(STATS) - Signing day always feels like a text or social media post away. Information about high school seniors who can officially commit to a college program on the first Wednesday of February is instantaneous.

During the long recruiting process, Charleston Southern coach Jamey Chadwell uses an old-school way of connecting with student-athletes - something that isn't as fleeting in a digital world.

Even if the written letter seems out of the ordinary to potential recruits who receive one from Chadwell.

"The personal letter means so much more," said the coach of the 2015 Big South Conference champions, "because prospects know you took time to write it and put thought (into the words)."

Landing a recruit isn't just about his height and weight or time in the 40-yard dash. There's a human element that's especially important.

On signing day at the FCS level, the linebackers may be closer to 6 feet tall and 210 pounds rather than the 6-2, 225-pound commitments of the FBS level, or the wide receivers might be two-tenths of a second slower than the FBS signees with comparable high school success.

FCS coaches say there are various aspects of recruiting student-athletes that fans, media and recruiting websites can overlook with so much focus on a player's passing yards or sack total.

"There's so much preparation and legwork that goes into it," Jacksonville State coach John Grass said, "building a relationship with a recruit, maintaining and nurturing that relationship during the recruiting process" is important.

"Honesty," said Illinois State Brock Spack, who gives high school players a sense of reality in a recruiting world of high expectations and false hopes. "It goes a long way and if you are honest throughout the process, it usually works in your favor."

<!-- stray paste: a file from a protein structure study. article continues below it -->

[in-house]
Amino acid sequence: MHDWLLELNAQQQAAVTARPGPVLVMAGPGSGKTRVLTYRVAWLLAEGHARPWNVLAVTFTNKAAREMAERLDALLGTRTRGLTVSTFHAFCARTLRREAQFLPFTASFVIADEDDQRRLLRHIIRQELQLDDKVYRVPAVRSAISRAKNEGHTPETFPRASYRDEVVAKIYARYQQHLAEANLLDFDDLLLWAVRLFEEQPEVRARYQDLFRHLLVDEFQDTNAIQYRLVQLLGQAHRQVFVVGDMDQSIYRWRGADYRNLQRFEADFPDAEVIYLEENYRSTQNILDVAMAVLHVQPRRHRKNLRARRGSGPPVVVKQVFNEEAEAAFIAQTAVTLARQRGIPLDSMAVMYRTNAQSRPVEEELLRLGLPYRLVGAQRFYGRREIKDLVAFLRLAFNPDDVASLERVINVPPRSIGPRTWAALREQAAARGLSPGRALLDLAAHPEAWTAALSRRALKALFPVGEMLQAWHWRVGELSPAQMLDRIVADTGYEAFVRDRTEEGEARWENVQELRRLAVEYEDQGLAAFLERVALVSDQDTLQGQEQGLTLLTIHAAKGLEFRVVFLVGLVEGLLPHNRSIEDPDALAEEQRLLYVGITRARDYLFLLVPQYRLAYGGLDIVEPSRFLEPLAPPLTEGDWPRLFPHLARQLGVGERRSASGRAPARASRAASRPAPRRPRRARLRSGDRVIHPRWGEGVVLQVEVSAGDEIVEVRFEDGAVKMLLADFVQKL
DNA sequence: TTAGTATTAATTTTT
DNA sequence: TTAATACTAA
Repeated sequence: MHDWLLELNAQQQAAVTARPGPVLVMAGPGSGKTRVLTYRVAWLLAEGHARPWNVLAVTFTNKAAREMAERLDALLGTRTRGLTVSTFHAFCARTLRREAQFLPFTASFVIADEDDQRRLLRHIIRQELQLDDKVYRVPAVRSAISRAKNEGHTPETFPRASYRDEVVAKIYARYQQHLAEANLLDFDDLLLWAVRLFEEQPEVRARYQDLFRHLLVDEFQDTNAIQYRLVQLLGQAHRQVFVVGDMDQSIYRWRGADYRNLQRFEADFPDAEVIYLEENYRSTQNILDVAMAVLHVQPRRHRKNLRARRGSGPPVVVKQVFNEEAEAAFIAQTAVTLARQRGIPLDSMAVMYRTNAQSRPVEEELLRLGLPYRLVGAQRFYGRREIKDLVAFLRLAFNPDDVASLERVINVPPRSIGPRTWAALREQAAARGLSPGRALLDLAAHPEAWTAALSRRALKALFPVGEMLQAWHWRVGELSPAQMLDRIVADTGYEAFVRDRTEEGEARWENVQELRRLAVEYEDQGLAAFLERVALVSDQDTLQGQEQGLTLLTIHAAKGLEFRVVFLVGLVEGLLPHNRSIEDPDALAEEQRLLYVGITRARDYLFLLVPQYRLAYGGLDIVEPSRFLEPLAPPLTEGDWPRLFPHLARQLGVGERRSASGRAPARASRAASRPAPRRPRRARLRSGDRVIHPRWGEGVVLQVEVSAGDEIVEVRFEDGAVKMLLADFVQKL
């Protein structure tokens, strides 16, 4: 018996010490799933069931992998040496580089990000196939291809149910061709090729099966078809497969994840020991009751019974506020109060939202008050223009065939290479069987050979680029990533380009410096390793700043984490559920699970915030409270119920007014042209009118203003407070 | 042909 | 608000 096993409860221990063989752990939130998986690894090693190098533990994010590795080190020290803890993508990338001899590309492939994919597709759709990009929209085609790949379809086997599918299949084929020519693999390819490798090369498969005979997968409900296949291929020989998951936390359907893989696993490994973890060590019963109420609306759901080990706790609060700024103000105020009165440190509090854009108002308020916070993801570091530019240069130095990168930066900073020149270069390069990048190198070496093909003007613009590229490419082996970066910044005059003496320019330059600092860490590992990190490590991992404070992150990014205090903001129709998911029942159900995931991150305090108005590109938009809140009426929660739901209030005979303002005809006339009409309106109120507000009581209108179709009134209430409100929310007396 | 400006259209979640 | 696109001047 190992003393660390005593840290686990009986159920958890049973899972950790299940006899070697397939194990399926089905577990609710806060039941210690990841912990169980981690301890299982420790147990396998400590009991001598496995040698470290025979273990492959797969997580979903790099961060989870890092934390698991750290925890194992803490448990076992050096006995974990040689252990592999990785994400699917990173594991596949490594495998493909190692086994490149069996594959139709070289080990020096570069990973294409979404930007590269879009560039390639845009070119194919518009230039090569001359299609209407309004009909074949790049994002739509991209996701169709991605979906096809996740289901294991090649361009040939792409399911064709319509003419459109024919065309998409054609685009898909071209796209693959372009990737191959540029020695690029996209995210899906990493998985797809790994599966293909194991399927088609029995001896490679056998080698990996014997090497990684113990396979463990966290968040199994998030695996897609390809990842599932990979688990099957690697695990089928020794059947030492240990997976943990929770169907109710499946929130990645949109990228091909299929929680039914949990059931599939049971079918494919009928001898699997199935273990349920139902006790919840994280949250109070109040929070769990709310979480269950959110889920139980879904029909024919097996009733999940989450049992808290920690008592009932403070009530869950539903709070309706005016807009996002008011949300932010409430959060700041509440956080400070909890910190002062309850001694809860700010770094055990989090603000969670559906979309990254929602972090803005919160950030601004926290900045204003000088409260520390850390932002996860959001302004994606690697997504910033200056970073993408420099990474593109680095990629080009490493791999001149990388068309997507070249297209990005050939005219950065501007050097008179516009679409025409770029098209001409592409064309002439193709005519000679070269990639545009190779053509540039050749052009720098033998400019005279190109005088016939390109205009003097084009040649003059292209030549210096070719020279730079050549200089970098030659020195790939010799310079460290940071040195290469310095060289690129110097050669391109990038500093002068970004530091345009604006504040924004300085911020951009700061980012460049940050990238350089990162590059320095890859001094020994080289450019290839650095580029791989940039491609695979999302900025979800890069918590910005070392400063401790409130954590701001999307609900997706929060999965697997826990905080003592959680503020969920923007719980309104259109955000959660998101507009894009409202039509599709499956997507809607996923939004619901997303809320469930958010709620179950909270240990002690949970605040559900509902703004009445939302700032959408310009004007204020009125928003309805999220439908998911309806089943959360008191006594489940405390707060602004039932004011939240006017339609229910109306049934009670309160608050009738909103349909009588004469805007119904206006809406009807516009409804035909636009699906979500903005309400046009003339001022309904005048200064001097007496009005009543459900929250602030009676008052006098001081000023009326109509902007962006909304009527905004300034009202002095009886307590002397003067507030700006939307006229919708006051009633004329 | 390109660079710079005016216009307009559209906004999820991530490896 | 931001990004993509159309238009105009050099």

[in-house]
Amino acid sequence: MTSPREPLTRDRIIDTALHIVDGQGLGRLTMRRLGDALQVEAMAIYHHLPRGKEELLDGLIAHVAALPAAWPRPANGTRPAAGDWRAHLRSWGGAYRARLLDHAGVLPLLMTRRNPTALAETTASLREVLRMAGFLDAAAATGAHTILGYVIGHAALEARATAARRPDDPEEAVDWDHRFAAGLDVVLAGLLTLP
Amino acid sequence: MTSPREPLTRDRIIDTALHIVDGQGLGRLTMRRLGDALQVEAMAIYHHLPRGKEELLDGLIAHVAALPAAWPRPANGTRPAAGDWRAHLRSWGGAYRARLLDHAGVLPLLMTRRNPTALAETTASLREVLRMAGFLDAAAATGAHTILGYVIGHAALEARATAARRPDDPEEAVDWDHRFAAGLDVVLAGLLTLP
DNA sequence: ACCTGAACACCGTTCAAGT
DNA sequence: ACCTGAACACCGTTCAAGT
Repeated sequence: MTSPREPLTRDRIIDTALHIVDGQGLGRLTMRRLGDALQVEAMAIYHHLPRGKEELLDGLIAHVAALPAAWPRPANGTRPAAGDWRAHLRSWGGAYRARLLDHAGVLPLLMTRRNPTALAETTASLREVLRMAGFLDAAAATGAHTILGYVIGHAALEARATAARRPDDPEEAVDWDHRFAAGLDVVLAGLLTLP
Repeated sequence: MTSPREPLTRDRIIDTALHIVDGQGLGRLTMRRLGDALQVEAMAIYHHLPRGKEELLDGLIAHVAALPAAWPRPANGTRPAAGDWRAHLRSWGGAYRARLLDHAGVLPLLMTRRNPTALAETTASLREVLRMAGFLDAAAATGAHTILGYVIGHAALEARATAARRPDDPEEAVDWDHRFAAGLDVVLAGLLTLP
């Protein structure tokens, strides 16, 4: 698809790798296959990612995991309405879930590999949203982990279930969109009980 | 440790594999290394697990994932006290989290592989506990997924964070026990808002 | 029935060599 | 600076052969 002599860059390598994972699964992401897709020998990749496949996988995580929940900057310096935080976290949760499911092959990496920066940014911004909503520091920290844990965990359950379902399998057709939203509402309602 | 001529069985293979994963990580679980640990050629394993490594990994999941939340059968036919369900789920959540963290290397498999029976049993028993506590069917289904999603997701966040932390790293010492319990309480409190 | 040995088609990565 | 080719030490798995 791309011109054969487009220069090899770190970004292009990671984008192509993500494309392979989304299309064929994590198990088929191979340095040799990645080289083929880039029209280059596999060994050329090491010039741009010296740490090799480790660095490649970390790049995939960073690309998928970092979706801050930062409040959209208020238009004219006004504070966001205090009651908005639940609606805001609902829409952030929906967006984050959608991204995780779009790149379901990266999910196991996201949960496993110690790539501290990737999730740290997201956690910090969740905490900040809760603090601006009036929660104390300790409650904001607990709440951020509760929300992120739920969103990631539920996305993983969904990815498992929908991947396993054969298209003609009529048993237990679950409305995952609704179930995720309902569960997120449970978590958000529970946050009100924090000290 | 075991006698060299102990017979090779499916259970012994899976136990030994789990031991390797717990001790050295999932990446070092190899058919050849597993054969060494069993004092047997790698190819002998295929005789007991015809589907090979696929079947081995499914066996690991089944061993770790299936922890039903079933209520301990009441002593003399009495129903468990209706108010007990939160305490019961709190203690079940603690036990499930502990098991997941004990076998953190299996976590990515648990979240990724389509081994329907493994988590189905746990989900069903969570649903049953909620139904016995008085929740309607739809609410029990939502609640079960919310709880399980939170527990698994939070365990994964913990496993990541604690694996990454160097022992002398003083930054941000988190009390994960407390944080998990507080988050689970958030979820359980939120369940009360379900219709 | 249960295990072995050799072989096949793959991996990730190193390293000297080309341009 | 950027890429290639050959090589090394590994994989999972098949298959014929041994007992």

With today's information about recruits so readily available and sooner than ever, hidden gems are hard to come by. Recruiting has gotten more intense and there's greater focus on ensuring the right fit, from a school's perspective and from the player's.

Coaches say it's important to connect with people who have the biggest impact on a player's decision.

"You have to know who is going to influence him on his decision to come to school here. There is no question that it gets overlooked," Chattanooga coach Russ Huesman said. "It could be a girlfriend. It could be that his grandparents want to come see him play. Most people think it is the mom and the dad, but there are other influences out there and other reasons he is making his decision. You have to find those reasons and why he is picking that particular school.

"Most of the time it is mom and dad, or mom or dad. However, you can win or lose one by not knowing every aspect of his life and people may overlook that sometimes."

"And then," adds Sam Houston coach K.C. Keeler, "you have to make sure that you are educating the decision maker about the opportunity your program offers."

Coaches rely on the players in their program as well. Not only do the players double as salesmen during a high school senior's official recruiting visit on campus, but the players will find out how the recruits interacted and potentially fit in should they become part of the program. They can learn if the recruits are serious about their future and will put the distractions aside.

It always comes back to the relationships and human angle that coaches need to have a grasp on. And as Stephen F. Austin coach Clint Conque said, coaches are looking for overachievers.

"I think one thing that you can't really do it measure the drive of a young man," he said.

"You can go out and get a 6-6, 285 offensive tackle and put him at offensive tackle. But if he doesn't have the heart and the drive and the work ethic - those are intangible things - he's probably not going to reach his full potential. Where if you take a 6-4 kid, 255 pounds, that's been overlooked - he has a great work ethic and a great drive - he's going to make himself 290, 300 pounds in a couple years, and you've got yourself a pretty good football player."